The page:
Bentham Live Cam

A civil parish in North Yorkshire, England

Hosted by:
  • Bentham Golf Course
  • Robin Lane - High Bentham
  • Nr Lancaster LA2 7AG - England
  • 015242 62455
  • [email protected]


Bentham is a small town located in the Craven district of North Yorkshire, England. The town is situated near the border with Lancashire and lies within the Forest of Bowland Area of Outstanding Natural Beauty. It is primarily known as a gateway to the Yorkshire Dales National Park and offers easy access to picturesque countryside and outdoor activities.

In terms of historical significance, the area around Bentham has a rich heritage dating back to ancient times. The nearby Ingleborough Cave contains evidence of early human occupation, including tools and artifacts from the Paleolithic era. The region was also inhabited by the Brigantes, an ancient Celtic tribe, and later came under Roman influence.

During the medieval period, the area witnessed the construction of several castles and fortifications, such as Clapham Castle and Ingleton Castle. These structures played a role in the defense of the region and its borders. The local economy in Bentham and its surroundings was primarily based on agriculture, with farming and the rearing of livestock being prominent activities.

North Yorkshire, as a whole, has a diverse and extensive history. It boasts historic cities such as York, which was a major Roman settlement known as Eboracum and later served as a significant Viking trading hub. The county is also home to notable landmarks like the medieval York Minster, Ripon Cathedral, and the ruins of Whitby Abbey.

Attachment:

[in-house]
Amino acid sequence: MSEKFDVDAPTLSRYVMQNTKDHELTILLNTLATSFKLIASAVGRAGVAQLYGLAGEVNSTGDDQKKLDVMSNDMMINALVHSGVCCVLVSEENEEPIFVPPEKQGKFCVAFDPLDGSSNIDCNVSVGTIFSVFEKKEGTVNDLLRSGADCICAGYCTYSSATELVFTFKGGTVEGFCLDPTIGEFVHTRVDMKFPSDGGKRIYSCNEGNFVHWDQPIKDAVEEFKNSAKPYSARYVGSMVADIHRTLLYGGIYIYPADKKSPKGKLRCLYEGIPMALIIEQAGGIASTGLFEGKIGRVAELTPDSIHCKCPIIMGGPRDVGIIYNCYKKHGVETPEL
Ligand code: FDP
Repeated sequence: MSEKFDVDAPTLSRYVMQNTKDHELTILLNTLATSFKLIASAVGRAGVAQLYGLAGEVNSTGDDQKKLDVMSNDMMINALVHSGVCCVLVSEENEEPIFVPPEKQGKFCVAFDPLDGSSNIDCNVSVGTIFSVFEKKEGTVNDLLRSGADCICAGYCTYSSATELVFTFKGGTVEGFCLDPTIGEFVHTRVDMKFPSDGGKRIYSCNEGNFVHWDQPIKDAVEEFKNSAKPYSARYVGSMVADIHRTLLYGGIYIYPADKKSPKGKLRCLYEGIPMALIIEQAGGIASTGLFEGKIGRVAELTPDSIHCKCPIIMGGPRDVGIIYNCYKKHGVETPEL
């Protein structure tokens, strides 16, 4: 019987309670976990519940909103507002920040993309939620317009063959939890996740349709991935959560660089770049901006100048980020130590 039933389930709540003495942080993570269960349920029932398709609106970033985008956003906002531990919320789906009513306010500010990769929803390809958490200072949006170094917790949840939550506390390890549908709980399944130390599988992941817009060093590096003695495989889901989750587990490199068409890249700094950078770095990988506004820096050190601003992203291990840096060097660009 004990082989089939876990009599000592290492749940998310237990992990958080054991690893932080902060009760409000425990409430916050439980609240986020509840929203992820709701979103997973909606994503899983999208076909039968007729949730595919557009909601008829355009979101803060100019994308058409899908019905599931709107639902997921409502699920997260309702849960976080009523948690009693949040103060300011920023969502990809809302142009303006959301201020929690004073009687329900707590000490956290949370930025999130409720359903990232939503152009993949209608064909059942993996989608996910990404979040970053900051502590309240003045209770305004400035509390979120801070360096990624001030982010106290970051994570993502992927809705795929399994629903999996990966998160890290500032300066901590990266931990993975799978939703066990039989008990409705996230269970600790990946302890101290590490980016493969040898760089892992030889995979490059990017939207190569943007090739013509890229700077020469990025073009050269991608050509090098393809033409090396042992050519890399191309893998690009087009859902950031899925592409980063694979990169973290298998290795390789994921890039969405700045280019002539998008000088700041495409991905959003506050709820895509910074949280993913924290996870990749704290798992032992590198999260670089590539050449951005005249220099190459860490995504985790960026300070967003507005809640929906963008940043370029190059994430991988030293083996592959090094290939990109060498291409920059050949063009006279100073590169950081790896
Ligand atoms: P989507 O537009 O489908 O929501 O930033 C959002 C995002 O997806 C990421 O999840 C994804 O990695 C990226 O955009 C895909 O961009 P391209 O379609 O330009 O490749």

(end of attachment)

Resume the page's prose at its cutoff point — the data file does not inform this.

Additionally, North Yorkshire played a significant role during the Industrial Revolution. The region's coal mines, textile mills, and ironworks contributed to its economic growth and development. Historic towns such as Harrogate, Scarborough, and Richmond are also worth mentioning for their cultural and architectural heritage.

Top Tourist Attractions

  • York Minster: One of the largest Gothic cathedrals in Europe, York Minster is a breathtaking architectural masterpiece. Visitors can explore the stunning stained glass windows, climb the Central Tower for panoramic views, and learn about the cathedral's history.
  • The Yorkshire Dales National Park: A picturesque landscape of rolling hills, valleys, and charming villages, the Yorkshire Dales offer ample opportunities for outdoor activities like hiking, cycling, and scenic drives. Malham Cove, Aysgarth Falls, and the Three Peaks (Ingleborough, Whernside, and Pen-y-ghent) are notable attractions within the park.
  • Whitby Abbey: Perched on a cliff overlooking the town of Whitby and the North Sea, Whitby Abbey is an impressive ruined Benedictine abbey dating back to the 7th century. It inspired Bram Stoker's "Dracula" and offers stunning views of the coastline.
  • Fountains Abbey and Studley Royal Water Garden: A UNESCO World Heritage site, this historic site near Ripon features the ruins of Fountains Abbey, a Cistercian monastery founded in the 12th century, and the beautiful landscaped water gardens of Studley Royal.
  • Harrogate: Known for its elegant Victorian architecture and healing spa waters, Harrogate is a charming town with attractive gardens, tea rooms, and the famous Betty's Tea Room. The RHS Garden Harlow Carr and the Turkish Baths and Health Spa are popular attractions.
  • Castle Howard: This magnificent stately home near Malton is renowned for its grand architecture, extensive gardens, and rich art collections. It has been featured in numerous films and TV shows, including the adaptation of "Brideshead Revisited."

These are just a few examples of the many attractions in North Yorkshire. The region offers a wide range of historical sites, natural landscapes, charming towns, and cultural experiences that cater to various interests. It's always a good idea to check for the latest information and opening hours of these attractions before planning a visit.


North Yorkshire experiences a temperate maritime climate, which is influenced by its coastal location and proximity to the North Sea. Here are some key features of the climate in North Yorkshire: